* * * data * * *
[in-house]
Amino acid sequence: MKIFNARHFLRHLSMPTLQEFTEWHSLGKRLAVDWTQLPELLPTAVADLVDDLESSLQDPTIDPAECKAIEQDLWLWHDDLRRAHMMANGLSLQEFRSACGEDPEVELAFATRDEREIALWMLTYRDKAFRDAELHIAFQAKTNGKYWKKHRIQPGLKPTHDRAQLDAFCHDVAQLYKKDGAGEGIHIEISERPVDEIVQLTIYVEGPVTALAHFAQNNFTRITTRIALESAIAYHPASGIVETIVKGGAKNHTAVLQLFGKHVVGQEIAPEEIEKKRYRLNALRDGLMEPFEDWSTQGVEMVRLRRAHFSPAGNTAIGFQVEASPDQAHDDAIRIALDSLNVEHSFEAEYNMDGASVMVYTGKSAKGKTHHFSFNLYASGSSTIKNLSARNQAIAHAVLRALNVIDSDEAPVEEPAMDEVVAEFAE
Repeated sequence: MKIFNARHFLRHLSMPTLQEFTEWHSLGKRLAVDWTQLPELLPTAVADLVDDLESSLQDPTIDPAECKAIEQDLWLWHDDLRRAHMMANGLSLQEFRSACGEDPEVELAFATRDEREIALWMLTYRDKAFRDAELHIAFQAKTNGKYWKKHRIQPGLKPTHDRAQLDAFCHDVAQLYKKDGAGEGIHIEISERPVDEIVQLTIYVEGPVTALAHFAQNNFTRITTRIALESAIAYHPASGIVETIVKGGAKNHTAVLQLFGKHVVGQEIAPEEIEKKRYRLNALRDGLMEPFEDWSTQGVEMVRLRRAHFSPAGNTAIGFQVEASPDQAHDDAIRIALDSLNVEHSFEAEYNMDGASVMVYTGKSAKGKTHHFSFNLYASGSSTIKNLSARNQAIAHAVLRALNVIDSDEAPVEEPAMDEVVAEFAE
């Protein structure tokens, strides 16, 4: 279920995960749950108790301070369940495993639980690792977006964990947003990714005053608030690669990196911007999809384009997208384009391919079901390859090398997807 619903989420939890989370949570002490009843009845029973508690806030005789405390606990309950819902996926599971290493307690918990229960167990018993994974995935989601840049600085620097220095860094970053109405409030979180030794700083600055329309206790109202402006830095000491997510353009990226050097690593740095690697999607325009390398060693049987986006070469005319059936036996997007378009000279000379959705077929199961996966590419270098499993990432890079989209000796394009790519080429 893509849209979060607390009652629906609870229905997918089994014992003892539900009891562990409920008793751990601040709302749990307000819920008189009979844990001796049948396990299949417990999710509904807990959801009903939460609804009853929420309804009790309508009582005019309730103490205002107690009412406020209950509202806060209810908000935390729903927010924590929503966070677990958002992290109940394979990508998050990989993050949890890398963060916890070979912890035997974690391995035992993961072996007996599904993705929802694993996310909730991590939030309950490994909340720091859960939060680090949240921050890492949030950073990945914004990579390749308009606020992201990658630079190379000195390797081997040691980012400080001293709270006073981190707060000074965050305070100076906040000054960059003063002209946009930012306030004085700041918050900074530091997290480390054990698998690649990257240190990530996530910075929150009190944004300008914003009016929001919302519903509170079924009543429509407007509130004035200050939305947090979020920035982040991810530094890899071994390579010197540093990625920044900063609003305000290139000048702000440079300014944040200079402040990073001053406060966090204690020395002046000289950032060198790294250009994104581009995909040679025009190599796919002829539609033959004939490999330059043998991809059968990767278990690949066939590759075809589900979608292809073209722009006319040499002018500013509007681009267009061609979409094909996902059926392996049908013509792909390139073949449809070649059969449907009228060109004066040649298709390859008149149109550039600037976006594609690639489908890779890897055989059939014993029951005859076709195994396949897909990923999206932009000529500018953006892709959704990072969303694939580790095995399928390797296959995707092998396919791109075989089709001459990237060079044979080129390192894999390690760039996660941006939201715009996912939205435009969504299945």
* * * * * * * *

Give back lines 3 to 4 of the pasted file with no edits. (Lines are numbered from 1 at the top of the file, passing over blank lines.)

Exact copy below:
Repeated sequence: MKIFNARHFLRHLSMPTLQEFTEWHSLGKRLAVDWTQLPELLPTAVADLVDDLESSLQDPTIDPAECKAIEQDLWLWHDDLRRAHMMANGLSLQEFRSACGEDPEVELAFATRDEREIALWMLTYRDKAFRDAELHIAFQAKTNGKYWKKHRIQPGLKPTHDRAQLDAFCHDVAQLYKKDGAGEGIHIEISERPVDEIVQLTIYVEGPVTALAHFAQNNFTRITTRIALESAIAYHPASGIVETIVKGGAKNHTAVLQLFGKHVVGQEIAPEEIEKKRYRLNALRDGLMEPFEDWSTQGVEMVRLRRAHFSPAGNTAIGFQVEASPDQAHDDAIRIALDSLNVEHSFEAEYNMDGASVMVYTGKSAKGKTHHFSFNLYASGSSTIKNLSARNQAIAHAVLRALNVIDSDEAPVEEPAMDEVVAEFAE
């Protein structure tokens, strides 16, 4: 279920995960749950108790301070369940495993639980690792977006964990947003990714005053608030690669990196911007999809384009997208384009391919079901390859090398997807 619903989420939890989370949570002490009843009845029973508690806030005789405390606990309950819902996926599971290493307690918990229960167990018993994974995935989601840049600085620097220095860094970053109405409030979180030794700083600055329309206790109202402006830095000491997510353009990226050097690593740095690697999607325009390398060693049987986006070469005319059936036996997007378009000279000379959705077929199961996966590419270098499993990432890079989209000796394009790519080429 893509849209979060607390009652629906609870229905997918089994014992003892539900009891562990409920008793751990601040709302749990307000819920008189009979844990001796049948396990299949417990999710509904807990959801009903939460609804009853929420309804009790309508009582005019309730103490205002107690009412406020209950509202806060209810908000935390729903927010924590929503966070677990958002992290109940394979990508998050990989993050949890890398963060916890070979912890035997974690391995035992993961072996007996599904993705929802694993996310909730991590939030309950490994909340720091859960939060680090949240921050890492949030950073990945914004990579390749308009606020992201990658630079190379000195390797081997040691980012400080001293709270006073981190707060000074965050305070100076906040000054960059003063002209946009930012306030004085700041918050900074530091997290480390054990698998690649990257240190990530996530910075929150009190944004300008914003009016929001919302519903509170079924009543429509407007509130004035200050939305947090979020920035982040991810530094890899071994390579010197540093990625920044900063609003305000290139000048702000440079300014944040200079402040990073001053406060966090204690020395002046000289950032060198790294250009994104581009995909040679025009190599796919002829539609033959004939490999330059043998991809059968990767278990690949066939590759075809589900979608292809073209722009006319040499002018500013509007681009267009061609979409094909996902059926392996049908013509792909390139073949449809070649059969449907009228060109004066040649298709390859008149149109550039600037976006594609690639489908890779890897055989059939014993029951005859076709195994396949897909990923999206932009000529500018953006892709959704990072969303694939580790095995399928390797296959995707092998396919791109075989089709001459990237060079044979080129390192894999390690760039996660941006939201715009996912939205435009969504299945």